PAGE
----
Calculating $E(2W(s)+W(u)|W(u)=2)$

Let $$W(t)$$ be standard Brownian motion and let $$u.

I know that $$W(s)\sim\mathcal{N}(0,\sqrt{s}), W(u)\sim\mathcal{N}(0,\sqrt{u})$$ and $$2W(s)+W(u)\sim\mathcal{N}(0,\sqrt{8s+u})$$.

How should I calculate $$E(2W(s)+W(u)|W(u)=2)$$?

If I'm not missing something: conditioned on $$W_u$$, the random variable $$W_s - W_u$$ is independent with distribution $$\mathcal{N}(0, s - u)$$. Therefore you can compute the expectation by rewriting $$2W_s = 2(W_s - W_u) + 2W_u$$:

$$\mathbf{E}[2 W_s + W_u | W_u=2] = \mathbf{E}[2(W_s - W_u) + 3W_u |W_u=2] = \mathbf{E}[2(W_s - W_u) | W_u] + 6 =6.$$

Edit: if $$s < u$$, you can write

$$W_s = \underbrace{\left(W_s - \frac{s}{u}W_u\right)}_{g_1} + \frac{s}{u} W_u$$

and verify that $$g_1$$ is independent of $$W_u$$, since both are Gaussian random variables and their covariance function is

$$\mathbf{E}((W_s - (s/u)W_u) W_u) = \mathbf{E}(W_s W_u) - \frac{s}{u}\mathbf{E}(W_u^2) = \underbrace{\min(s, u)}_{(*)} - s = 0,$$ where $$(*)$$ is a standard property of Brownian motion (see e.g. [Le Gall, '16]). Then you can replace $$W_s$$ in your expectation appropriately.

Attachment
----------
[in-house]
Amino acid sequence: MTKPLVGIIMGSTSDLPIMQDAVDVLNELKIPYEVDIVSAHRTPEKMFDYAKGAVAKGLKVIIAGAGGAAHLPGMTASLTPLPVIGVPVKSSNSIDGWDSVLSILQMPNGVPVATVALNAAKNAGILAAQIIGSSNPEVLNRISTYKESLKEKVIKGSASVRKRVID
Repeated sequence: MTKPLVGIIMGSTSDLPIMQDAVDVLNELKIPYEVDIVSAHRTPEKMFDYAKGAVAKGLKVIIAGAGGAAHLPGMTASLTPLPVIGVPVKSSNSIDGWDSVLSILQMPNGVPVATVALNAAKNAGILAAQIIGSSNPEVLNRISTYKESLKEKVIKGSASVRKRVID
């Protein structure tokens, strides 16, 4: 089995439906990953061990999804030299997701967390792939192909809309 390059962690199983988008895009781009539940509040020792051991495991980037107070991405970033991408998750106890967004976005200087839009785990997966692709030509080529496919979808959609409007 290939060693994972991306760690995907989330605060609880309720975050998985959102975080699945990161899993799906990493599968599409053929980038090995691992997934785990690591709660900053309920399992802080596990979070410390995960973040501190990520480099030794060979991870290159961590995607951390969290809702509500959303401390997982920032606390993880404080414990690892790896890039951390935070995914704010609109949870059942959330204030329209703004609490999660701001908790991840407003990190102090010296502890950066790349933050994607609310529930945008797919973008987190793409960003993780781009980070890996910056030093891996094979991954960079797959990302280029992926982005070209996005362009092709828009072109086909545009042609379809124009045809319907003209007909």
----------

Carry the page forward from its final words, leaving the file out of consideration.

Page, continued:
• But how would this now change if s<u? – user570271 May 16 at 18:55
• @user570271: See edit. – VHarisop May 16 at 19:02
• $\operatorname E = 6$ is correct if we ignore the condition on the distribution of $2 W_s + W_u$, which is not compatible with $s > u$. – Maxim May 26 at 18:28

I believe the $$\mathcal N(0, s)$$ notation is more common ($$s$$ is the variance). A Wiener process is Gaussian, therefore $$(W_s, W_u)$$ is jointly normal. The condition $$\operatorname{Var}(2 W_s + W_u) = \begin{pmatrix} 2 & 1 \end{pmatrix} \begin{pmatrix} s & \sigma \\ \sigma & u \end{pmatrix} \begin{pmatrix} 2 & 1 \end{pmatrix}^t = 8 s + u$$ gives $$\sigma = s$$. Since $$\sigma = \operatorname{cov}(W_s, W_u) = \min(s, u)$$, the problem statement is contradictory. If $$s \leq u$$, then the problem reduces to finding the conditional distribution of $$W_s \mid W_u$$. The matrix product in the general formula becomes simply $$s/u$$, therefore $$\operatorname{E}(W_s \mid W_u = w_u) = \frac s u w_u.$$